Rock of Ages
It might have been cool to check out Rock of Ages, the original musical, when it premiered in L.A. in 2005. Its cast included, among others, Tenacious D’s mighty warrior Kyle Gass and geek comedian Chris Hardwick. Aside from that, there’s a lot that’s artificial and, well, stagey about this material that probably worked better on the boards. On the screen, it feels eerily remote, and it spends what feels like hours on a down-in-the-dumps middle section that makes the last act of Boogie Nights look jubilant. The story is an extremely basic parable about the power of rock and the importance of not losing your soul to fame. Except for the second part, that was handled far more winningly in School of Rock, starring Tenacious D’s other mighty warrior Jack Black. In fact, I would almost rather have seen School of Rock 2, picking up the kids ten years later, with Black as their manager.
But enough about imaginary films. The actual film under discussion has moments of light charm, and if you fetishize ’80s rock as much as I do, there are worse ways to spend two hours than to listen to the songs of (but generally not performed by) Def Leppard, Twisted Sister, Poison, Guns ‘n Roses, and, God save us all, Quarterflash. The thing is, if you’re into the songs, you can listen to them at home on your iPod for free and not have to witness Twisted Sister joined in a contrapuntal shotgun wedding to Starship. The story involves two fresh-faced youngsters, Sherrie (Julianne Hough) and Drew (Diego Boneta), struggling to make it in L.A. and uphold the standards of rock, which in this movie mostly means hair metal and power ballads. When Drew, late in the film, is obliged to front a boy band¹, the pop they produce sounds not much different from the “rock” as it’s arranged here.
It’s more than a little depressing that the ’80s are long enough ago that 1987 is seen in Rock of Ages — and not entirely inaccurately either — as an era as desperately naive as the ’60s era in Hairspray, an earlier and much better movie musical by Rock of Ages director Adam Shankman. Hairspray, by way of John Waters’ original script, was rooted in something serious: the racism of the day. The new movie seems to riff on parents’ and politicians’ horrified reactions to heavy metal — Catherine Zeta-Jones camps it up as the mayor’s wife, whose mission is to shut down the Bourbon Room, where all the bands play. As a theme, it feels wan and dated, even though people like Zeta-Jones are still very much with us, except they go after rap and video games now.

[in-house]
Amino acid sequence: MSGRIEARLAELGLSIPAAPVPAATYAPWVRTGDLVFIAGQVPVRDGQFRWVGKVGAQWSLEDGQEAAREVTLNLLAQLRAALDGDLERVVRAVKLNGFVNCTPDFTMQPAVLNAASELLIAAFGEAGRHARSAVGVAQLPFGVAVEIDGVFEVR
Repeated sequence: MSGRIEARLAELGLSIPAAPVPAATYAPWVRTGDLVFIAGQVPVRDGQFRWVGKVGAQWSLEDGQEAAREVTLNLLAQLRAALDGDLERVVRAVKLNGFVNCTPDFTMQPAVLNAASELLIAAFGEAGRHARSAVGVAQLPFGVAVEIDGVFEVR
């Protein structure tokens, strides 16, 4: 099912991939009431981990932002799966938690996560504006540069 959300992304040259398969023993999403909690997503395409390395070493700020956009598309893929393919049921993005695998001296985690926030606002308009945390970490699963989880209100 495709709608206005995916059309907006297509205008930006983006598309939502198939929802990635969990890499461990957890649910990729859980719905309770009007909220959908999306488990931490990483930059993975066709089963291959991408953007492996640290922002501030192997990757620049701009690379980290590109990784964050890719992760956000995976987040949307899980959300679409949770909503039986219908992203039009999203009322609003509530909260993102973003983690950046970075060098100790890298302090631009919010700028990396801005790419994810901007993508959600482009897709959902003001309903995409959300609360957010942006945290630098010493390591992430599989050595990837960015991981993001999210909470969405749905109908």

The two central kids sing well but are nearly completely without interest dramatically, so our attention turns gratefully to the pros whenever they’re on: Alec Baldwin and Russell Brand as the Bourbon’s owner and his right-hand man, respectively; Paul Giamatti as a slimy manager; Mary J. Blige, who isn’t asked to act much either but whose voice is powerful enough to make up for it; and mainly Tom Cruise, as Stacee Jaxx, a dissipated rock god who’s lost himself in excess. On the evidence of Magnolia, Tropic Thunder and this film, Cruise’s real future as an actor — rather than as a grip-and-grin star and action figure — is in small, vivid roles as part of an ensemble. As Stacee (the role originated by Chris Hardwick), Cruise is weirdly quiet, coming up underneath his lines; the character is little more than a caricature, but Cruise breathes idiosyncratic life into it. (He’s not a bad singer, either, though he and others — notably Malin Akerman as a Rolling Stone reporter — are likely autotuned.) Towards the end, when Stacee walks across a crowded room towards the woman who has (via the Foreigner ballad) made him know what love is, Cruise wears an expression of smitten torment that recalls his best work in the underrated Vanilla Sky. You may think he’s a dingbat in real life but you shouldn’t count him out as a force to stay interested in at the movies.
There’s a scene between Alec Baldwin and Russell Brand that almost redeems the whole overlong movie; you should look it up on YouTube in a few months. Bizarrely, Sherrie is obviously named after Steve Perry’s 1984 hit “Oh Sherrie,” but the song appears nowhere in the film (it did in the stage musical), though we get a few teasing notes of it. Your response to how the music is used in Rock of Ages depends largely on how seriously you take the music, how tangled in your teenage memories it is; the film kicks off with a dreadful rendition of “Sister Christian,” and generally any scene in which the characters are delivering the songs in the vacuum of a soundstage sucks the life out of them (except for the Baldwin/Brand interpretation of “Can’t Fight This Feeling,” of course). In the few instances in which the songs are “performed live” — i.e., in front of an audience of extras — the music makes a little better sense and suggests why the stage musical might be a fun night out. The film, though, already feels like a made-for-VH1 movie.
¹The boy band appears in a video directed, in a cameo, by none other than Eli Roth, in perhaps the film’s best joke: here Roth is again, presiding over the torment of young men.